But all that may not be enough. "IGZO is a very competitive technology. However, it will be difficult for IGZO alone to save the company and solve all of its problems," says Kota Ezawa, a Tokyo-based analyst for Citigroup C -0.49% . "The financial problems are too big."
There is no doubt that creating a business from the technology has been challenging. Ironically, the exclusive advances made by Sharp's IGZO screens are limiting the company's reach. Major electronics manufacturers often insist on at least two suppliers for every key component to ensure stable supply and maintain pricing leverage.
To execute a multiple supplier strategy and ensure that a finished product shares the same features, device makers lay out a common set of specifications for all of their component providers. As a result, if Sharp wants to sell its screens to a customer, it has to water down what its display can do or wait for a rival to catch up.
Sharp has incorporated IGZO screens into its own smartphones and tablets as well as a 32-inch ultrahigh-definition computer monitor. But so far those products are sold only in Japan.
"For Sharp to market IGZO displays globally, it needs a major global client that is willing to use Sharp as a single screen supplier for certain products. Samsung could be such a client," says DisplaySearch's Mr. Hayase.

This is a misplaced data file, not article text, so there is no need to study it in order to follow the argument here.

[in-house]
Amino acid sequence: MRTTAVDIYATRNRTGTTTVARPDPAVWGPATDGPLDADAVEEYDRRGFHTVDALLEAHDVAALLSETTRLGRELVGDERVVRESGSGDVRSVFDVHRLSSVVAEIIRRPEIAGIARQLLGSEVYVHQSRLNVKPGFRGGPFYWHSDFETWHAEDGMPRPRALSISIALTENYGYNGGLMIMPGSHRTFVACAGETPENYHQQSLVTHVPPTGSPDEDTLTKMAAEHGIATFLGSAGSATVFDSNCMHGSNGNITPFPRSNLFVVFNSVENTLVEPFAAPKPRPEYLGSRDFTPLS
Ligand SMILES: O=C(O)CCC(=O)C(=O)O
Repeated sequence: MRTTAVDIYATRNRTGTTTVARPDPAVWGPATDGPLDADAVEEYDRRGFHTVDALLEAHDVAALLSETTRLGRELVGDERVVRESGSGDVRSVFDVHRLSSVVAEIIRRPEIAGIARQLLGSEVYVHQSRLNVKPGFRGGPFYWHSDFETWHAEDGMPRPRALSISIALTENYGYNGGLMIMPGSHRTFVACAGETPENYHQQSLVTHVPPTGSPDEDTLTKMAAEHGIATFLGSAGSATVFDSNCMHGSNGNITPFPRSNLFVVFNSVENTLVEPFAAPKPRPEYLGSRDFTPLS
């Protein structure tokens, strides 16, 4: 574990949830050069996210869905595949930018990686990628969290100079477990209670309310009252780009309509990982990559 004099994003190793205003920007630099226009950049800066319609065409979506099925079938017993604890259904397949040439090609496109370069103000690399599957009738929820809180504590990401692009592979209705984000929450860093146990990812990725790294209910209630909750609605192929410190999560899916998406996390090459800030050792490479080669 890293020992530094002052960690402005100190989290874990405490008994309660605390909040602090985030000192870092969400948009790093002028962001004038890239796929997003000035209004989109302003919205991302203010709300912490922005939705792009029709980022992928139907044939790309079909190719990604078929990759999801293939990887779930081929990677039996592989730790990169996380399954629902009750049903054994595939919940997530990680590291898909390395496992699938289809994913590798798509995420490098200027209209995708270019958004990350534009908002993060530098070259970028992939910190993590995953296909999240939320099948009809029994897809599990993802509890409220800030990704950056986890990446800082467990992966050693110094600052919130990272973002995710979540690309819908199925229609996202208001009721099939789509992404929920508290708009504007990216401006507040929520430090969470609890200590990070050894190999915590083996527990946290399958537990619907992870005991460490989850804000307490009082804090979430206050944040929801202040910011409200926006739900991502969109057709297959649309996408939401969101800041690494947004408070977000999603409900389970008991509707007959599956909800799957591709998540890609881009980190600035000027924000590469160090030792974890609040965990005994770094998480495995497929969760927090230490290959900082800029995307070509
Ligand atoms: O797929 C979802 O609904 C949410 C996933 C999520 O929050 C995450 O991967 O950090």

Earlier this month, Samsung agreed to invest ¥10.4 billion ($110.1 million) in Sharp in exchange for a 3% stake in the company. As part of the alliance, Sharp said, Samsung will get a stable supply of LCD panels for large-size TVs and smaller screens for mobile devices. When asked about IGZO, a Samsung spokesman declined to comment about its future plans.
Samsung has been developing a similar oxide-based LCD technology—demonstrated in a 70-inch panel in 2010 for an industry event—but it hasn't commercialized the technology.
Other manufacturers are also developing IGZO displays. Innolux Corp., 3481.TW 0.00% a unit of Taiwan's Hon Hai Precision Industry Co., 2317.TW -0.96% says that it started producing IGZO displays in small quantities last month. The company says it expects to increase production for tablet computers starting in the second quarter.
AU Optronics Corp., 2409.TW -2.99% another Taiwanese LCD maker, says it has also developed IGZO displays, but it hasn't said if or when it will start mass production.
Meanwhile, Sharp rivals say there are other ways to improve screens' energy efficiency. Japan Display Inc., a government-funded venture that integrated the display businesses of Sony Corp., 6758.TO -2.99% Toshiba Corp. 6502.TO +0.21% and Hitachi Ltd., 6501.TO -0.91% says it has another technology that can increase a screen's brightness without raising the power consumption of the LCD panel. The method adds a white subpixel to the standard red, green and blue subpixels.
—Lorraine Luk in Taipei contributed to this article.
Write to Daisuke Wakabayashi at Daisuke.Wakabayashi@wsj.com
and Juro Osawa at firstname.lastname@example.org
A version of this article appeared March 28, 2013, on page B5 in the U.S. edition of The Wall Street Journal, with the headline: Sharp Pins Hopes On New Screens.